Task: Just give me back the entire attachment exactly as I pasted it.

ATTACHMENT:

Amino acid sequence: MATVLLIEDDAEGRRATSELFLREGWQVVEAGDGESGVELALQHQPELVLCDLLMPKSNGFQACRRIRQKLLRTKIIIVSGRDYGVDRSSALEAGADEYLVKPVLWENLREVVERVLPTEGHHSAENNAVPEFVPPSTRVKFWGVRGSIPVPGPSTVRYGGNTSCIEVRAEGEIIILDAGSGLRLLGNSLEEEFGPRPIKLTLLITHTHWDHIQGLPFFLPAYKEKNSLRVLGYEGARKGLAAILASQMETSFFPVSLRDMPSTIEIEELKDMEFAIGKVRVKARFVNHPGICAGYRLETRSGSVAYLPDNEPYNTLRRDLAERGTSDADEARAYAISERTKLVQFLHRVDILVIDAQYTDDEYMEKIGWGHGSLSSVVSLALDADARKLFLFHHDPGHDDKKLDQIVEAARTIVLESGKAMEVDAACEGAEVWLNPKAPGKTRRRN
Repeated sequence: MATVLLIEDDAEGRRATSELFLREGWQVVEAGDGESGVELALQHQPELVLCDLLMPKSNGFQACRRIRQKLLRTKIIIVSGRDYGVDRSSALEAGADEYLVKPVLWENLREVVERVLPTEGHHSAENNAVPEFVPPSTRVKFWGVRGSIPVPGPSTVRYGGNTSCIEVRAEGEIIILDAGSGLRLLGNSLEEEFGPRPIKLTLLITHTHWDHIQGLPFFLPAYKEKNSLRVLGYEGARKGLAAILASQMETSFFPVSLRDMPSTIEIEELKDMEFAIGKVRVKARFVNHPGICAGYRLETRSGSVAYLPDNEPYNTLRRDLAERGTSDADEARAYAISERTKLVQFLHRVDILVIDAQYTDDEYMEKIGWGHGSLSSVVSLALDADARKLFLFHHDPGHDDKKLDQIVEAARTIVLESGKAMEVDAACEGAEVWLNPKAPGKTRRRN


Amino acid sequence: MATVLLIEDDAEGRRATSELFLREGWQVVEAGDGESGVELALQHQPELVLCDLLMPKSNGFQACRRIRQKLLRTKIIIVSGRDYGVDRSSALEAGADEYLVKPVLWENLREVVERVLPTEGHHSAENNAVPEFVPPSTRVKFWGVRGSIPVPGPSTVRYGGNTSCIEVRAEGEIIILDAGSGLRLLGNSLEEEFGPRPIKLTLLITHTHWDHIQGLPFFLPAYKEKNSLRVLGYEGARKGLAAILASQMETSFFPVSLRDMPSTIEIEELKDMEFAIGKVRVKARFVNHPGICAGYRLETRSGSVAYLPDNEPYNTLRRDLAERGTSDADEARAYAISERTKLVQFLHRVDILVIDAQYTDDEYMEKIGWGHGSLSSVVSLALDADARKLFLFHHDPGHDDKKLDQIVEAARTIVLESGKAMEVDAACEGAEVWLNPKAPGKTRRRN
Repeated sequence: MATVLLIEDDAEGRRATSELFLREGWQVVEAGDGESGVELALQHQPELVLCDLLMPKSNGFQACRRIRQKLLRTKIIIVSGRDYGVDRSSALEAGADEYLVKPVLWENLREVVERVLPTEGHHSAENNAVPEFVPPSTRVKFWGVRGSIPVPGPSTVRYGGNTSCIEVRAEGEIIILDAGSGLRLLGNSLEEEFGPRPIKLTLLITHTHWDHIQGLPFFLPAYKEKNSLRVLGYEGARKGLAAILASQMETSFFPVSLRDMPSTIEIEELKDMEFAIGKVRVKARFVNHPGICAGYRLETRSGSVAYLPDNEPYNTLRRDLAERGTSDADEARAYAISERTKLVQFLHRVDILVIDAQYTDDEYMEKIGWGHGSLSSVVSLALDADARKLFLFHHDPGHDDKKLDQIVEAARTIVLESGKAMEVDAACEGAEVWLNPKAPGKTRRRN